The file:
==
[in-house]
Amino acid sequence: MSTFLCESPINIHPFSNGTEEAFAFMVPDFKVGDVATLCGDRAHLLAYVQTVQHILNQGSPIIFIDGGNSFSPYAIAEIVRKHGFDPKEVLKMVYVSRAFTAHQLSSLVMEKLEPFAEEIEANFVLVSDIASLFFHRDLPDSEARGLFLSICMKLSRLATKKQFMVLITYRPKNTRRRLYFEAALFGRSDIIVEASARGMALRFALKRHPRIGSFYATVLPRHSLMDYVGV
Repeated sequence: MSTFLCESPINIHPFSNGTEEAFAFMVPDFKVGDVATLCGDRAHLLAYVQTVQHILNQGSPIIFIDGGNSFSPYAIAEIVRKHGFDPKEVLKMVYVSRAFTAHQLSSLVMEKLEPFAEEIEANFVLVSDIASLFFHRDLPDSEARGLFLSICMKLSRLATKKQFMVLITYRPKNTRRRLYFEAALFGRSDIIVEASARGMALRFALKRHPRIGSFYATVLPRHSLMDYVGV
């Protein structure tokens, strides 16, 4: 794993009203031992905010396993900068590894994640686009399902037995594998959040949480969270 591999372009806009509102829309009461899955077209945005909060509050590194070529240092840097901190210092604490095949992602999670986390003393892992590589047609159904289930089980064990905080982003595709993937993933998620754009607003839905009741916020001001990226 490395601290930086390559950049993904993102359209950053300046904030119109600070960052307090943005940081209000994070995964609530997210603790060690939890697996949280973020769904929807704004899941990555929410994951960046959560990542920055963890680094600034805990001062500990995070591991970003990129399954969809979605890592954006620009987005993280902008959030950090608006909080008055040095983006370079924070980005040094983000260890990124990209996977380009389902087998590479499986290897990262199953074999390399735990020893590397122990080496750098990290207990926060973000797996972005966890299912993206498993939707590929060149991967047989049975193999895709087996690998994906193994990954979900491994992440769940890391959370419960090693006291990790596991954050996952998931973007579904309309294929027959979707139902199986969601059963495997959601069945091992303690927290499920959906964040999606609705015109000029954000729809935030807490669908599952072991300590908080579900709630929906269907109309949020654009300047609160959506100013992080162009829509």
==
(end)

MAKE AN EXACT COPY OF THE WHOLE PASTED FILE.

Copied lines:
[in-house]
Amino acid sequence: MSTFLCESPINIHPFSNGTEEAFAFMVPDFKVGDVATLCGDRAHLLAYVQTVQHILNQGSPIIFIDGGNSFSPYAIAEIVRKHGFDPKEVLKMVYVSRAFTAHQLSSLVMEKLEPFAEEIEANFVLVSDIASLFFHRDLPDSEARGLFLSICMKLSRLATKKQFMVLITYRPKNTRRRLYFEAALFGRSDIIVEASARGMALRFALKRHPRIGSFYATVLPRHSLMDYVGV
Repeated sequence: MSTFLCESPINIHPFSNGTEEAFAFMVPDFKVGDVATLCGDRAHLLAYVQTVQHILNQGSPIIFIDGGNSFSPYAIAEIVRKHGFDPKEVLKMVYVSRAFTAHQLSSLVMEKLEPFAEEIEANFVLVSDIASLFFHRDLPDSEARGLFLSICMKLSRLATKKQFMVLITYRPKNTRRRLYFEAALFGRSDIIVEASARGMALRFALKRHPRIGSFYATVLPRHSLMDYVGV
């Protein structure tokens, strides 16, 4: 794993009203031992905010396993900068590894994640686009399902037995594998959040949480969270 591999372009806009509102829309009461899955077209945005909060509050590194070529240092840097901190210092604490095949992602999670986390003393892992590589047609159904289930089980064990905080982003595709993937993933998620754009607003839905009741916020001001990226 490395601290930086390559950049993904993102359209950053300046904030119109600070960052307090943005940081209000994070995964609530997210603790060690939890697996949280973020769904929807704004899941990555929410994951960046959560990542920055963890680094600034805990001062500990995070591991970003990129399954969809979605890592954006620009987005993280902008959030950090608006909080008055040095983006370079924070980005040094983000260890990124990209996977380009389902087998590479499986290897990262199953074999390399735990020893590397122990080496750098990290207990926060973000797996972005966890299912993206498993939707590929060149991967047989049975193999895709087996690998994906193994990954979900491994992440769940890391959370419960090693006291990790596991954050996952998931973007579904309309294929027959979707139902199986969601059963495997959601069945091992303690927290499920959906964040999606609705015109000029954000729809935030807490669908599952072991300590908080579900709630929906269907109309949020654009300047609160959506100013992080162009829509």